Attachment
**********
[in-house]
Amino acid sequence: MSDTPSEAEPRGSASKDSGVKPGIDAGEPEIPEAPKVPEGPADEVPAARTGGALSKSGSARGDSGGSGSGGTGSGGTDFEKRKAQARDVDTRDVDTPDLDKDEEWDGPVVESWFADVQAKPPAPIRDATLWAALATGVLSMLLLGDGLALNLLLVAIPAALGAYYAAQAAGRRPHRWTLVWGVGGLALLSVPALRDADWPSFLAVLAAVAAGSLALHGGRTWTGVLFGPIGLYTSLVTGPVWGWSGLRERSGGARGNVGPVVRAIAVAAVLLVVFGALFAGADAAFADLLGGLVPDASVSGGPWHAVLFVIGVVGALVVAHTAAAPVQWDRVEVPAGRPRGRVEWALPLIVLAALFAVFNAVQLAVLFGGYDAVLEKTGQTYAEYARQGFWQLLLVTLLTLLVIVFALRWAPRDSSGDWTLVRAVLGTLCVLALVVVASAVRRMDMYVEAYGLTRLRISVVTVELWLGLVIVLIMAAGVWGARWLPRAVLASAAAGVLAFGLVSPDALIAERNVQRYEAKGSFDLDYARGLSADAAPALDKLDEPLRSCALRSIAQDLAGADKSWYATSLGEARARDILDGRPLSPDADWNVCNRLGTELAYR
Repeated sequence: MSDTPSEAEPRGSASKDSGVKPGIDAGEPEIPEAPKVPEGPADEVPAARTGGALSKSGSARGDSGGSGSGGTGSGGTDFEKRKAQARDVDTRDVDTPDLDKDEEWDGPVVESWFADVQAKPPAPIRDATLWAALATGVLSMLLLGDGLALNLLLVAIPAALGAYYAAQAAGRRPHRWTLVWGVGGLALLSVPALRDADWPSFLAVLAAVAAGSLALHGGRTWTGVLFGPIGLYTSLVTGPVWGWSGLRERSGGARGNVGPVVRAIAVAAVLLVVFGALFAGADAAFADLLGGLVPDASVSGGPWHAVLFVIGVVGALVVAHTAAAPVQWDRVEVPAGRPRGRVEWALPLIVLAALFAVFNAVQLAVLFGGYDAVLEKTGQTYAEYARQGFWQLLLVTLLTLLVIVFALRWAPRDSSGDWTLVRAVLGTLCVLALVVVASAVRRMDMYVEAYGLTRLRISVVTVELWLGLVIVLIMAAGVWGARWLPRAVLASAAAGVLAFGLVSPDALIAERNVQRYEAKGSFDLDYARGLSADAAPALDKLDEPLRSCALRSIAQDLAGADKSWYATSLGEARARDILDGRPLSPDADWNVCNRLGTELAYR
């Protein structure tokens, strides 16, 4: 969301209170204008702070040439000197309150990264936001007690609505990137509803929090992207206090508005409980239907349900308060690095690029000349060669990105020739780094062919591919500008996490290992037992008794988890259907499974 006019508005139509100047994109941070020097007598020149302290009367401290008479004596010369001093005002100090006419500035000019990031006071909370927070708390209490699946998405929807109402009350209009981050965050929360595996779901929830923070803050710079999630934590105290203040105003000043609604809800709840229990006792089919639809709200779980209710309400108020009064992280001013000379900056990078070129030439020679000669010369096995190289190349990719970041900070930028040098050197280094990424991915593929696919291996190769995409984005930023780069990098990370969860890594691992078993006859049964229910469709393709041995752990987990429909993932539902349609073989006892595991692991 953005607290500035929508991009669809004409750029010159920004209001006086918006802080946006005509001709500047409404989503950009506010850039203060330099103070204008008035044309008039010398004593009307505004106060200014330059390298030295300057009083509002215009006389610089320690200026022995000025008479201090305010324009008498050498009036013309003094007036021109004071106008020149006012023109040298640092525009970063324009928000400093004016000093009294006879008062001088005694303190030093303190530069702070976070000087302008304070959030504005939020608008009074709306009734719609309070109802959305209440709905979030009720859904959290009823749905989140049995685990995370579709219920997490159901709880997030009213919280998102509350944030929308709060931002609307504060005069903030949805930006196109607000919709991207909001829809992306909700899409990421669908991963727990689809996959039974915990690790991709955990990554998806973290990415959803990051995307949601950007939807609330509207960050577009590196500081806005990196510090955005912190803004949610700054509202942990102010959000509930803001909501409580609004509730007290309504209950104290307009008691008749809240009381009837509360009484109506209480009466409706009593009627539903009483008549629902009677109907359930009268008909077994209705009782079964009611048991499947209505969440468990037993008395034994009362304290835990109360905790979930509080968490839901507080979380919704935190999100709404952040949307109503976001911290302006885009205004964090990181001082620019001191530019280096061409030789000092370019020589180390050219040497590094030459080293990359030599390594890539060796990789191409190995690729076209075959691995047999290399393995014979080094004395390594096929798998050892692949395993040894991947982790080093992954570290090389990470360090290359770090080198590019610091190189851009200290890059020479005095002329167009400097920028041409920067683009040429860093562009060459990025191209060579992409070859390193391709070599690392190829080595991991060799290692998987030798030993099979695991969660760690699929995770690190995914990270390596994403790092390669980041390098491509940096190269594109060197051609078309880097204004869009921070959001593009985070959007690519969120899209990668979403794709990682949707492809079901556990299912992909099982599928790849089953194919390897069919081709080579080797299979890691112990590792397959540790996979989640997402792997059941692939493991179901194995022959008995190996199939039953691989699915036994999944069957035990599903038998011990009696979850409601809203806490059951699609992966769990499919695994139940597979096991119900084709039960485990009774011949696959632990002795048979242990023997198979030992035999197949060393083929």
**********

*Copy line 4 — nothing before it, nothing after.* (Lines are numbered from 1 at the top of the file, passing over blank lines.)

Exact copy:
């Protein structure tokens, strides 16, 4: 969301209170204008702070040439000197309150990264936001007690609505990137509803929090992207206090508005409980239907349900308060690095690029000349060669990105020739780094062919591919500008996490290992037992008794988890259907499974 006019508005139509100047994109941070020097007598020149302290009367401290008479004596010369001093005002100090006419500035000019990031006071909370927070708390209490699946998405929807109402009350209009981050965050929360595996779901929830923070803050710079999630934590105290203040105003000043609604809800709840229990006792089919639809709200779980209710309400108020009064992280001013000379900056990078070129030439020679000669010369096995190289190349990719970041900070930028040098050197280094990424991915593929696919291996190769995409984005930023780069990098990370969860890594691992078993006859049964229910469709393709041995752990987990429909993932539902349609073989006892595991692991 953005607290500035929508991009669809004409750029010159920004209001006086918006802080946006005509001709500047409404989503950009506010850039203060330099103070204008008035044309008039010398004593009307505004106060200014330059390298030295300057009083509002215009006389610089320690200026022995000025008479201090305010324009008498050498009036013309003094007036021109004071106008020149006012023109040298640092525009970063324009928000400093004016000093009294006879008062001088005694303190030093303190530069702070976070000087302008304070959030504005939020608008009074709306009734719609309070109802959305209440709905979030009720859904959290009823749905989140049995685990995370579709219920997490159901709880997030009213919280998102509350944030929308709060931002609307504060005069903030949805930006196109607000919709991207909001829809992306909700899409990421669908991963727990689809996959039974915990690790991709955990990554998806973290990415959803990051995307949601950007939807609330509207960050577009590196500081806005990196510090955005912190803004949610700054509202942990102010959000509930803001909501409580609004509730007290309504209950104290307009008691008749809240009381009837509360009484109506209480009466409706009593009627539903009483008549629902009677109907359930009268008909077994209705009782079964009611048991499947209505969440468990037993008395034994009362304290835990109360905790979930509080968490839901507080979380919704935190999100709404952040949307109503976001911290302006885009205004964090990181001082620019001191530019280096061409030789000092370019020589180390050219040497590094030459080293990359030599390594890539060796990789191409190995690729076209075959691995047999290399393995014979080094004395390594096929798998050892692949395993040894991947982790080093992954570290090389990470360090290359770090080198590019610091190189851009200290890059020479005095002329167009400097920028041409920067683009040429860093562009060459990025191209060579992409070859390193391709070599690392190829080595991991060799290692998987030798030993099979695991969660760690699929995770690190995914990270390596994403790092390669980041390098491509940096190269594109060197051609078309880097204004869009921070959001593009985070959007690519969120899209990668979403794709990682949707492809079901556990299912992909099982599928790849089953194919390897069919081709080579080797299979890691112990590792397959540790996979989640997402792997059941692939493991179901194995022959008995190996199939039953691989699915036994999944069957035990599903038998011990009696979850409601809203806490059951699609992966769990499919695994139940597979096991119900084709039960485990009774011949696959632990002795048979242990023997198979030992035999197949060393083929």